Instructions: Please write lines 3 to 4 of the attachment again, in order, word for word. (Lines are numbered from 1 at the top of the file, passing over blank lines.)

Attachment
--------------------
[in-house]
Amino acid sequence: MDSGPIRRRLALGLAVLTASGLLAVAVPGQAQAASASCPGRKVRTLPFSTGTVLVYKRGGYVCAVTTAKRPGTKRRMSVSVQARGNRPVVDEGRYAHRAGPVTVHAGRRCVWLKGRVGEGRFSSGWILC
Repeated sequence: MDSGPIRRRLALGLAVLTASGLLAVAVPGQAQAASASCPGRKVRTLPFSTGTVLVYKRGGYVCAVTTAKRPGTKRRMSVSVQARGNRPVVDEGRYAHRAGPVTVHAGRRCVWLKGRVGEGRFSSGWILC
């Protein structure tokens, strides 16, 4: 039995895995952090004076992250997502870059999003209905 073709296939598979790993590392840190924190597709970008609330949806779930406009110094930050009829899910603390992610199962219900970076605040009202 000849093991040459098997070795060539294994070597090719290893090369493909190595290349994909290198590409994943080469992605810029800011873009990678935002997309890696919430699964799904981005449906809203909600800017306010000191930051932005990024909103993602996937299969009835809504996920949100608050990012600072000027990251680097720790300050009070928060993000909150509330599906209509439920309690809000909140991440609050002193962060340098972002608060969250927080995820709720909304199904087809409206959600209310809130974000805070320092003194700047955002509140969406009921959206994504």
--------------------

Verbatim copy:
Repeated sequence: MDSGPIRRRLALGLAVLTASGLLAVAVPGQAQAASASCPGRKVRTLPFSTGTVLVYKRGGYVCAVTTAKRPGTKRRMSVSVQARGNRPVVDEGRYAHRAGPVTVHAGRRCVWLKGRVGEGRFSSGWILC
């Protein structure tokens, strides 16, 4: 039995895995952090004076992250997502870059999003209905 073709296939598979790993590392840190924190597709970008609330949806779930406009110094930050009829899910603390992610199962219900970076605040009202 000849093991040459098997070795060539294994070597090719290893090369493909190595290349994909290198590409994943080469992605810029800011873009990678935002997309890696919430699964799904981005449906809203909600800017306010000191930051932005990024909103993602996937299969009835809504996920949100608050990012600072000027990251680097720790300050009070928060993000909150509330599906209509439920309690809000909140991440609050002193962060340098972002608060969250927080995820709720909304199904087809409206959600209310809130974000805070320092003194700047955002509140969406009921959206994504």